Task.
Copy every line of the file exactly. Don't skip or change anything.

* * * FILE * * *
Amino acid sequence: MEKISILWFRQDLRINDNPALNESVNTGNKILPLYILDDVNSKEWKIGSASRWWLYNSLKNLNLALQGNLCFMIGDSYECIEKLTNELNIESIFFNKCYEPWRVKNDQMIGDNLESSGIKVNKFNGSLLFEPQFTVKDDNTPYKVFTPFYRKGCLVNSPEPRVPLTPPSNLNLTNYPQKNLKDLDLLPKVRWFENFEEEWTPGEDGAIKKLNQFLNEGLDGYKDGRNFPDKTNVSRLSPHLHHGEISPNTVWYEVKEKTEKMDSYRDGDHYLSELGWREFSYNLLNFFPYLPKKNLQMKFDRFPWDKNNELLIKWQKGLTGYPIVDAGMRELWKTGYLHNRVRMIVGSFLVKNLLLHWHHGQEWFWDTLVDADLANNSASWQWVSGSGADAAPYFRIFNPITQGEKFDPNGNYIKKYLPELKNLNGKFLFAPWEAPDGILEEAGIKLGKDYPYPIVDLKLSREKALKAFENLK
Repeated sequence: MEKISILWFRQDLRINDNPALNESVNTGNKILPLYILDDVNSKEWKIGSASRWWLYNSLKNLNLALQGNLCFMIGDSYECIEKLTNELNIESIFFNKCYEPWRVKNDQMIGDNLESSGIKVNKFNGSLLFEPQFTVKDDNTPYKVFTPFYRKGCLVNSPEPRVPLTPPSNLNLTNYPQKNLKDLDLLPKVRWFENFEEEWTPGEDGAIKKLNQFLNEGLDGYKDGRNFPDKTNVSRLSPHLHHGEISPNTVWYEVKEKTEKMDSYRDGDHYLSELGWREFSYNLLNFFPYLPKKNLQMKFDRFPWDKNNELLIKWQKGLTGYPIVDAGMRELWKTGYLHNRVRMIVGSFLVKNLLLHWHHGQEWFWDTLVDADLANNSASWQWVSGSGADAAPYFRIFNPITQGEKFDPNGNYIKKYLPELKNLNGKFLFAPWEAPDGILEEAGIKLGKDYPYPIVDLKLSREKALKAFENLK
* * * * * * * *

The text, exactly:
Amino acid sequence: MEKISILWFRQDLRINDNPALNESVNTGNKILPLYILDDVNSKEWKIGSASRWWLYNSLKNLNLALQGNLCFMIGDSYECIEKLTNELNIESIFFNKCYEPWRVKNDQMIGDNLESSGIKVNKFNGSLLFEPQFTVKDDNTPYKVFTPFYRKGCLVNSPEPRVPLTPPSNLNLTNYPQKNLKDLDLLPKVRWFENFEEEWTPGEDGAIKKLNQFLNEGLDGYKDGRNFPDKTNVSRLSPHLHHGEISPNTVWYEVKEKTEKMDSYRDGDHYLSELGWREFSYNLLNFFPYLPKKNLQMKFDRFPWDKNNELLIKWQKGLTGYPIVDAGMRELWKTGYLHNRVRMIVGSFLVKNLLLHWHHGQEWFWDTLVDADLANNSASWQWVSGSGADAAPYFRIFNPITQGEKFDPNGNYIKKYLPELKNLNGKFLFAPWEAPDGILEEAGIKLGKDYPYPIVDLKLSREKALKAFENLK
Repeated sequence: MEKISILWFRQDLRINDNPALNESVNTGNKILPLYILDDVNSKEWKIGSASRWWLYNSLKNLNLALQGNLCFMIGDSYECIEKLTNELNIESIFFNKCYEPWRVKNDQMIGDNLESSGIKVNKFNGSLLFEPQFTVKDDNTPYKVFTPFYRKGCLVNSPEPRVPLTPPSNLNLTNYPQKNLKDLDLLPKVRWFENFEEEWTPGEDGAIKKLNQFLNEGLDGYKDGRNFPDKTNVSRLSPHLHHGEISPNTVWYEVKEKTEKMDSYRDGDHYLSELGWREFSYNLLNFFPYLPKKNLQMKFDRFPWDKNNELLIKWQKGLTGYPIVDAGMRELWKTGYLHNRVRMIVGSFLVKNLLLHWHHGQEWFWDTLVDADLANNSASWQWVSGSGADAAPYFRIFNPITQGEKFDPNGNYIKKYLPELKNLNGKFLFAPWEAPDGILEEAGIKLGKDYPYPIVDLKLSREKALKAFENLK